Good Example Of Applications Of Discrete Mathematics Course Work

Part I: Adjacency Matrix and Shortest Path

First, let us construct and describe the graph based on the given adjacency matrix. To describe such graph, the analysis of the given adjacency matrix should be performed. First of all, the adjacency matrix has 5 rows and 5 columns; therefore, the graph based on it should have 5 vertices. In addition, according to the definition of an adjacency matrix, from its entries one can derive that for any two vertices i and j, vertex i is connected with vertex j with an edge of weight aij. Also, as the diagonal of the adjacency matrix contains only zero elements, in the requested graph there are no loops on vertices (i.e. no vertex is connected to itself). An example of such graph is presented by Figure 1.

{14325}: a14 + a43 + a32 + a25 = 5+4+1+3 = 13;
{1435}: a14 + a43 + a35 = 5+4+8 = 17;
{1235}: a12 + a23 + a35 = 6+1+8 = 15;
{125}: a12 + a25 = 6+3 = 9.

Total number of simple paths from 1 to 5, therefore, is 4. The shortest of these paths, as follows from the construction process described above, is 1-2-5, which has the weight of 9.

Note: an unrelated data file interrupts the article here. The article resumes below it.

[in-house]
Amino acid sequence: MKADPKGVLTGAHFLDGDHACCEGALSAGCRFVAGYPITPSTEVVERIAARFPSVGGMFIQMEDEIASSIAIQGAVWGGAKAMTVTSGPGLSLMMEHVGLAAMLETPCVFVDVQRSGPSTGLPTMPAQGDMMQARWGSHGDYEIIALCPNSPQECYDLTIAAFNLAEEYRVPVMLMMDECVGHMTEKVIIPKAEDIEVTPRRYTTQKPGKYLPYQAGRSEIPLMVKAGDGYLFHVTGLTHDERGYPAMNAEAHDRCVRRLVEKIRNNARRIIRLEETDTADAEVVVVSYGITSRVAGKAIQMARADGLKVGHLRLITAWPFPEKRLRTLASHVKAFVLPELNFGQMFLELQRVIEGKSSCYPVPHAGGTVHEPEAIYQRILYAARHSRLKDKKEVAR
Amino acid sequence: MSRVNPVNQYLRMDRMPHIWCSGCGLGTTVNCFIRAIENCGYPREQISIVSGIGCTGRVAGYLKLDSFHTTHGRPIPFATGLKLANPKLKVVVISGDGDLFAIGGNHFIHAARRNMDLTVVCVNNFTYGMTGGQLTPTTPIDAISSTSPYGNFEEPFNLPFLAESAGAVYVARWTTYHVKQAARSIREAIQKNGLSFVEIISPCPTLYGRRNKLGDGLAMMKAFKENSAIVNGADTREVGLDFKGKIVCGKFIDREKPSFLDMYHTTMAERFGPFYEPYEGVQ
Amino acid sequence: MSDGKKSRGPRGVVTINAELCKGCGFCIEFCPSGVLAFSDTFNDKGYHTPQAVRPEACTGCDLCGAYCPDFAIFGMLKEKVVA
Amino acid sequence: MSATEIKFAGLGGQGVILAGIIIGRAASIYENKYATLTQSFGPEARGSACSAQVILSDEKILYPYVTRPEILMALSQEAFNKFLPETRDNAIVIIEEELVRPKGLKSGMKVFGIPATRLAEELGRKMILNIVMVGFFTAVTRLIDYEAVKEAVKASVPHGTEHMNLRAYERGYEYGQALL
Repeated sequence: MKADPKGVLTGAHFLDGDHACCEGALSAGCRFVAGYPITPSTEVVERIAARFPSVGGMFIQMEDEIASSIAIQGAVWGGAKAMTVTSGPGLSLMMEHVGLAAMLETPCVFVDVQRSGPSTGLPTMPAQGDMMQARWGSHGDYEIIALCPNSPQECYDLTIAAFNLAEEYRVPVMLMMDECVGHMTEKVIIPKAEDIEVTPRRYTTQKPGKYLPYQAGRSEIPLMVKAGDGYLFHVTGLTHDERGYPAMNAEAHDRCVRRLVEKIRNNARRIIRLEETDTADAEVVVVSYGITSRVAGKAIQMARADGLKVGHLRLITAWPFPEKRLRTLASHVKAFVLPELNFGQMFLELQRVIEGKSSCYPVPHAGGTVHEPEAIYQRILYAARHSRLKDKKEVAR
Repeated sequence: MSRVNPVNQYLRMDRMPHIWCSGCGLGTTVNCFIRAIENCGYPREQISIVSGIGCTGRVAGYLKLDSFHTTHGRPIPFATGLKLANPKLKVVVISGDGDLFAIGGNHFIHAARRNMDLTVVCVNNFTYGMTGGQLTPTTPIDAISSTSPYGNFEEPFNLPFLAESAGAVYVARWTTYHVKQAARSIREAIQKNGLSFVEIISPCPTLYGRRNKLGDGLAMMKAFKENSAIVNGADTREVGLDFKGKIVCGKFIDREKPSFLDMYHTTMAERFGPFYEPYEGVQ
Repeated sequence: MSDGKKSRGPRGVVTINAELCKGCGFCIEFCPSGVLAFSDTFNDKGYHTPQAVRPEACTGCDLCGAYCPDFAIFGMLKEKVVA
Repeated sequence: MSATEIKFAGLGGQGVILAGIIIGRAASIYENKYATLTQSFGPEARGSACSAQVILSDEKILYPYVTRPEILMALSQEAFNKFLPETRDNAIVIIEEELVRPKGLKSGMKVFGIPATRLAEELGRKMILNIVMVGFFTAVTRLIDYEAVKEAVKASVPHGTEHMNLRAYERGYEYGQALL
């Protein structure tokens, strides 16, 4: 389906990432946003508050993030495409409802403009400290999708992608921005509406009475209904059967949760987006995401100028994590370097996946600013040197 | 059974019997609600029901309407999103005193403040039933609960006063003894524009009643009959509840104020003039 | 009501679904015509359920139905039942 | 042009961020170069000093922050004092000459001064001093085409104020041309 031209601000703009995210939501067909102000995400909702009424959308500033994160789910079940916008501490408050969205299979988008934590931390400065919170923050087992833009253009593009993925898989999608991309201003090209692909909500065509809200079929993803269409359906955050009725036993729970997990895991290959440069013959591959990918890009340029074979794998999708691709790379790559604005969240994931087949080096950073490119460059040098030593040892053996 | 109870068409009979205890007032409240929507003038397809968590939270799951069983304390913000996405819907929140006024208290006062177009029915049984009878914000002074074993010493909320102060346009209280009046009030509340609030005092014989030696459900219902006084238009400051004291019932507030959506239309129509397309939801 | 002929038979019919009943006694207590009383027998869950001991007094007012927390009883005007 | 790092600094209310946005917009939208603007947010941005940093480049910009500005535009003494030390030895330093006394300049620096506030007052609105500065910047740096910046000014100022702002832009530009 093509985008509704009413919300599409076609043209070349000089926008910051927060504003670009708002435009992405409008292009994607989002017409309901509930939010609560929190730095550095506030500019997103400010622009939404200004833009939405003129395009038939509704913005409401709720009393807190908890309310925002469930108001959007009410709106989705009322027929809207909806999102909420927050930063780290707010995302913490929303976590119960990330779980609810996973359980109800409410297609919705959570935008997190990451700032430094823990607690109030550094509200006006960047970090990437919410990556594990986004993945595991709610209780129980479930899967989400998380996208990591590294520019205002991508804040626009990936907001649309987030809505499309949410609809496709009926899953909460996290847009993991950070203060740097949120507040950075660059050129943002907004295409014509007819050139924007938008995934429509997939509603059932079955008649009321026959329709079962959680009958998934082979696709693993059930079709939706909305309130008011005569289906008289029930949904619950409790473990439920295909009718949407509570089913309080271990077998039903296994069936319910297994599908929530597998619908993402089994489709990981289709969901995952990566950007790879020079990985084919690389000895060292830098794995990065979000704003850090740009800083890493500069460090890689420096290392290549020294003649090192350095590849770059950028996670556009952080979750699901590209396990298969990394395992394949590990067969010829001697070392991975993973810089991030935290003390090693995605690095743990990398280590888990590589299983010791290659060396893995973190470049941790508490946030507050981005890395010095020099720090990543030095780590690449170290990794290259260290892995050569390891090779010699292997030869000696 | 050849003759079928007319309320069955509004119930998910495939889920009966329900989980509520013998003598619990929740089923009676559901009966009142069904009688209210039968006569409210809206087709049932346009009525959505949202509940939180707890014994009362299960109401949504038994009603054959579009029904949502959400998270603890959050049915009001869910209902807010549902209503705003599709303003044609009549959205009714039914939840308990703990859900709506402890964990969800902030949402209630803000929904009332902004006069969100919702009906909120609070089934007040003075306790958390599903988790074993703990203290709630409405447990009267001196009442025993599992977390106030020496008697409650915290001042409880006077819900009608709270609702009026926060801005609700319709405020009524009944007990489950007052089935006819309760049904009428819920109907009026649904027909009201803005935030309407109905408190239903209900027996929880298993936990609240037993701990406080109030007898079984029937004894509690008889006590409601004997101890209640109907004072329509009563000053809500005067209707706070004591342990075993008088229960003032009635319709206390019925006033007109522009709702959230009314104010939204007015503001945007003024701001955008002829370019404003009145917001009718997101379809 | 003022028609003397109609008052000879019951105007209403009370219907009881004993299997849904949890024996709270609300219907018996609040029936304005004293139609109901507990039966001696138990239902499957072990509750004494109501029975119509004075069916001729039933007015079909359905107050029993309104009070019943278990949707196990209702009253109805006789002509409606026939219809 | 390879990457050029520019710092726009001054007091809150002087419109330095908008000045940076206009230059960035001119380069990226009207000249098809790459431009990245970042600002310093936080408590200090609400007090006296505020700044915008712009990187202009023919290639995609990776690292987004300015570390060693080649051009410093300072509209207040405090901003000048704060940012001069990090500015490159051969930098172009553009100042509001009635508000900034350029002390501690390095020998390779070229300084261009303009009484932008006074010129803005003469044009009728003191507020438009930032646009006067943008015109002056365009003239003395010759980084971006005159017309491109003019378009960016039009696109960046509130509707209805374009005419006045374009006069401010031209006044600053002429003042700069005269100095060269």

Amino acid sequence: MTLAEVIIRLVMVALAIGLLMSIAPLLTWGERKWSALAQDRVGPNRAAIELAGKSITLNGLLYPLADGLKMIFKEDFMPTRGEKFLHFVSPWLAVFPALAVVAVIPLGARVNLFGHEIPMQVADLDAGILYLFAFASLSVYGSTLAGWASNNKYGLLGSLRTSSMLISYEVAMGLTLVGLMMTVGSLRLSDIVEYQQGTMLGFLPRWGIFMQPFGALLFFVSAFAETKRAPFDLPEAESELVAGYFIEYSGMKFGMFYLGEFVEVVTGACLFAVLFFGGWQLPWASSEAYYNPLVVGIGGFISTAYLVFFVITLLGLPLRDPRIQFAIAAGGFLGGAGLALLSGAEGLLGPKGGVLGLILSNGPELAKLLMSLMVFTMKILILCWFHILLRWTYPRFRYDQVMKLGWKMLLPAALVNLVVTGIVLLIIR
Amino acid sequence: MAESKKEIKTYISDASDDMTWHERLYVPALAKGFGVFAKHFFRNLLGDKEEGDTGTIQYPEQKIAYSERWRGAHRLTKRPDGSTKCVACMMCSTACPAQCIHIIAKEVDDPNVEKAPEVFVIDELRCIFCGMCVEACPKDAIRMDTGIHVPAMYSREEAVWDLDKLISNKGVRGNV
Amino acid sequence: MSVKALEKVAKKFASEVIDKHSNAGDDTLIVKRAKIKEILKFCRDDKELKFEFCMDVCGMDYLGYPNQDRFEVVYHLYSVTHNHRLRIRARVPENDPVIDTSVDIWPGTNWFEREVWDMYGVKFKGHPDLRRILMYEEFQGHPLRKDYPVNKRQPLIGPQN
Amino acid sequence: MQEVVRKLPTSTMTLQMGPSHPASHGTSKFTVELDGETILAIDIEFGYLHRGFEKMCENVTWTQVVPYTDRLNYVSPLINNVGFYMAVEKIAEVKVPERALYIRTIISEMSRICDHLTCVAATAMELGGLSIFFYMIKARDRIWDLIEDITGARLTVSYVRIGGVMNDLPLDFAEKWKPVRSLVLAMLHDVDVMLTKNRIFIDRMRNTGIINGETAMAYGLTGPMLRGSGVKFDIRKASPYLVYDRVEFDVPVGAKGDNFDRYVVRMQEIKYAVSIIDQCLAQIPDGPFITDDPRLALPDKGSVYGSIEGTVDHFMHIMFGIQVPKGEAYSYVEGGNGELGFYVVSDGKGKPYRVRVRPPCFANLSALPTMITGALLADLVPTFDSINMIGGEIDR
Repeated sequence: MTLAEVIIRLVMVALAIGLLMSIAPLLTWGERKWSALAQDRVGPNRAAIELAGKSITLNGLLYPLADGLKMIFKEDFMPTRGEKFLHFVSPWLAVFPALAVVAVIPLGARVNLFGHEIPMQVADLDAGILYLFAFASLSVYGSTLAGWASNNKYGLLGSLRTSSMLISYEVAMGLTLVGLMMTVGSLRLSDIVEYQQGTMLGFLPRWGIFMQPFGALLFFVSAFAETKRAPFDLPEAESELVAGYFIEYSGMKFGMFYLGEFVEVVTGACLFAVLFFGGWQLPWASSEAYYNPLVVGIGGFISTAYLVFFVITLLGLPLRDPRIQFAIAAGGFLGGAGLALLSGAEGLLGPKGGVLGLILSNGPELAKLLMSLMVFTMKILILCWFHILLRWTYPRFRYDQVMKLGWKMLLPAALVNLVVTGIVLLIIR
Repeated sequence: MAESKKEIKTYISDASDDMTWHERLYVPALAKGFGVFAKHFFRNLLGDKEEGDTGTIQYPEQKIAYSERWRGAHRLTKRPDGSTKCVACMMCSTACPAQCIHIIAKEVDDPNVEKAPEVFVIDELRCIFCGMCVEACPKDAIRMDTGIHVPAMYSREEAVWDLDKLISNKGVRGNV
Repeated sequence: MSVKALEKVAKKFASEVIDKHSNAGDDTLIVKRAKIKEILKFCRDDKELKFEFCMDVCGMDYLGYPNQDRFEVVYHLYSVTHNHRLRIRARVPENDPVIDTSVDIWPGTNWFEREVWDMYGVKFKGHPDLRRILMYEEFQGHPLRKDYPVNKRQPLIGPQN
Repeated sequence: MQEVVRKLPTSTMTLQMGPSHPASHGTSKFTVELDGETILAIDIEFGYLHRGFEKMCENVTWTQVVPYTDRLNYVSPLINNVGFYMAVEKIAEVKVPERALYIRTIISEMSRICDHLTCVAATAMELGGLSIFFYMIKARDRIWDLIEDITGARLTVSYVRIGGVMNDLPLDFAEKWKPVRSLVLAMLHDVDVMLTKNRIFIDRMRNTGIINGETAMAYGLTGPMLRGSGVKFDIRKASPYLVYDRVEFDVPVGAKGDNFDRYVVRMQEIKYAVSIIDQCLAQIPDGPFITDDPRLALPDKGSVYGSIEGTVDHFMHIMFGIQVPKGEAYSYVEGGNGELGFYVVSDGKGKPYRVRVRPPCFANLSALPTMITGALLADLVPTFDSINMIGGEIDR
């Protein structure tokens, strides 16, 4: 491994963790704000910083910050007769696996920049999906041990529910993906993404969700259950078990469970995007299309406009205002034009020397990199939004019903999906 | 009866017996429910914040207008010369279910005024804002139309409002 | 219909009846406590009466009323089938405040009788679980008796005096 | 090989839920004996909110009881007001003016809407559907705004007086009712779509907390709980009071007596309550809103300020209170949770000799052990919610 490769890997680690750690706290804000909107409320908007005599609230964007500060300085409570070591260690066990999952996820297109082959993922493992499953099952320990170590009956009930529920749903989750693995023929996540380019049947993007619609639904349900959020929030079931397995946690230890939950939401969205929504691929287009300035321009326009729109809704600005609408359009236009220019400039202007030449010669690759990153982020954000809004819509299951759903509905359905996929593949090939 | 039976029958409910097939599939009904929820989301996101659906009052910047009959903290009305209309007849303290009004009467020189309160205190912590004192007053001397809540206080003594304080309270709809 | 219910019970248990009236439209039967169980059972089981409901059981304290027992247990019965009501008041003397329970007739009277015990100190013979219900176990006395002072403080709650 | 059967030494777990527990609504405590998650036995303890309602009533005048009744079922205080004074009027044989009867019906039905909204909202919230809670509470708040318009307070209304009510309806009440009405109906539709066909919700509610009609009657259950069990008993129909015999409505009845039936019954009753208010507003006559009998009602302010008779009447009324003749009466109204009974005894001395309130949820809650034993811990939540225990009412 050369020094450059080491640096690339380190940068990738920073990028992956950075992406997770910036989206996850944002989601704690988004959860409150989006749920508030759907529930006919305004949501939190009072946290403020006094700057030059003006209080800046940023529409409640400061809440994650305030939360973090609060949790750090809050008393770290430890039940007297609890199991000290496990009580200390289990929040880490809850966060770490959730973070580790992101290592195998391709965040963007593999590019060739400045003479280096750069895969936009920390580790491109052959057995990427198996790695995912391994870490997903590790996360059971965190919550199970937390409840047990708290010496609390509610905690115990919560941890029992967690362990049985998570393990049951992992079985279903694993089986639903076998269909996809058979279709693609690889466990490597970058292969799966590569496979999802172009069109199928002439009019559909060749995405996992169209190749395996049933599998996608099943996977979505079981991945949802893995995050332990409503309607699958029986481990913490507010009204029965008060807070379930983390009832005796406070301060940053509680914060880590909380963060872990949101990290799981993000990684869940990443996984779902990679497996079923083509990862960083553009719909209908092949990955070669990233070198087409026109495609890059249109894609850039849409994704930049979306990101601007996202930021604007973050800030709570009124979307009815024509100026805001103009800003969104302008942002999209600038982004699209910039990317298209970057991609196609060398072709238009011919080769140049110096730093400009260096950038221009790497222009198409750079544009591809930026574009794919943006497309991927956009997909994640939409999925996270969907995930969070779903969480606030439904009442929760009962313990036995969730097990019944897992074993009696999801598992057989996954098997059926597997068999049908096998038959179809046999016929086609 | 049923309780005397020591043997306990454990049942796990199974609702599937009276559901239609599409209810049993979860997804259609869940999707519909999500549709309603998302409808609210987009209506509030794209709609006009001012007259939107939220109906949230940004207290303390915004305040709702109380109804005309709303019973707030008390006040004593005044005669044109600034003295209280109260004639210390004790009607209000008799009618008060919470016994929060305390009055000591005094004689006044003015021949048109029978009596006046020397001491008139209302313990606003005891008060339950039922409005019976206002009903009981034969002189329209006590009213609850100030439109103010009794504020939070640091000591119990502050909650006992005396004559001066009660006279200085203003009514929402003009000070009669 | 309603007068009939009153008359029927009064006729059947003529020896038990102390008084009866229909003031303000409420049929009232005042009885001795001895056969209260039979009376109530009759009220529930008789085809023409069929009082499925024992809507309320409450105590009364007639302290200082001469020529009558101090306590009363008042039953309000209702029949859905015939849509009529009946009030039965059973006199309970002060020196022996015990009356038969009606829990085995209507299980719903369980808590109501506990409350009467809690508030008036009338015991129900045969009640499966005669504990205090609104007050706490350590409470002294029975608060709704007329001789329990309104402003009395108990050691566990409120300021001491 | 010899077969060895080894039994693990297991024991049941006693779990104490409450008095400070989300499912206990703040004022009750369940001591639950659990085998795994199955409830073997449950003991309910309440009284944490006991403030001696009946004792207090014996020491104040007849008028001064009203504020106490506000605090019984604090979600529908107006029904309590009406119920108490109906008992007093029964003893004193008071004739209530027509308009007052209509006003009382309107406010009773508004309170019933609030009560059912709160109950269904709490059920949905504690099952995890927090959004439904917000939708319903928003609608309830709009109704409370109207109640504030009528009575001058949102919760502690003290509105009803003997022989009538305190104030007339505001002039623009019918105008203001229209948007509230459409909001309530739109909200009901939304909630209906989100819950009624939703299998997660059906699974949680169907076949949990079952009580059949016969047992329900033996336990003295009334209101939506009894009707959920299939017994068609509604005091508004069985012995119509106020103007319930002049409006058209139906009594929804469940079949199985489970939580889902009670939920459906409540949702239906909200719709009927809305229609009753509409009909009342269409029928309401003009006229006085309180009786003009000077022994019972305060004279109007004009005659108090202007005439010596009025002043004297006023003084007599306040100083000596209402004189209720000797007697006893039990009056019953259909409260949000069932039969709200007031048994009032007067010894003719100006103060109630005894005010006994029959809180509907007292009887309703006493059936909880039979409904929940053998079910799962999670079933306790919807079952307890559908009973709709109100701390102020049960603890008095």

Part II: Trees

Based on the described structure of subordination relations, the following tree that describes the structure of the college hierarchy can be constructed (see Figure 2).

In this graph, each vertex corresponds to a person mentioned (e.g. college president, vice president, provost, administrative assistant, head of finance, head of alumni relations, dean, department chair, faculty members – marked for simplicity as “faculty”), while edges represent direct correspondence (subordination) between two respective persons (e.g. deans directly report to provost).

If a relation (edge) is additionally imposed between the college president and the head of alumni relations, the graph is no longer a tree, because by definition, a connected graph is considered a tree when it has no closed loops (cycles), or, in other words, when any two vertices are connected exactly by one simple path. However, when establishing a link between the college president and the head of alumni relations, the cycle consisting of college president (CP), vice president (VP), and the head of alumni relations (HAR) is formed, as the vertices CP and HAR are now connected by two simple paths: CP-HAR and CP-VP-HAR.


Johnsonbaugh, R. (2007). Discrete Mathematics (7th ed.). Upper Saddle River, NJ: Pearson Prentice Hall.
Weisstein, E. W. Tree. MathWorld – A Wolfram Web Resource. Retrieved from

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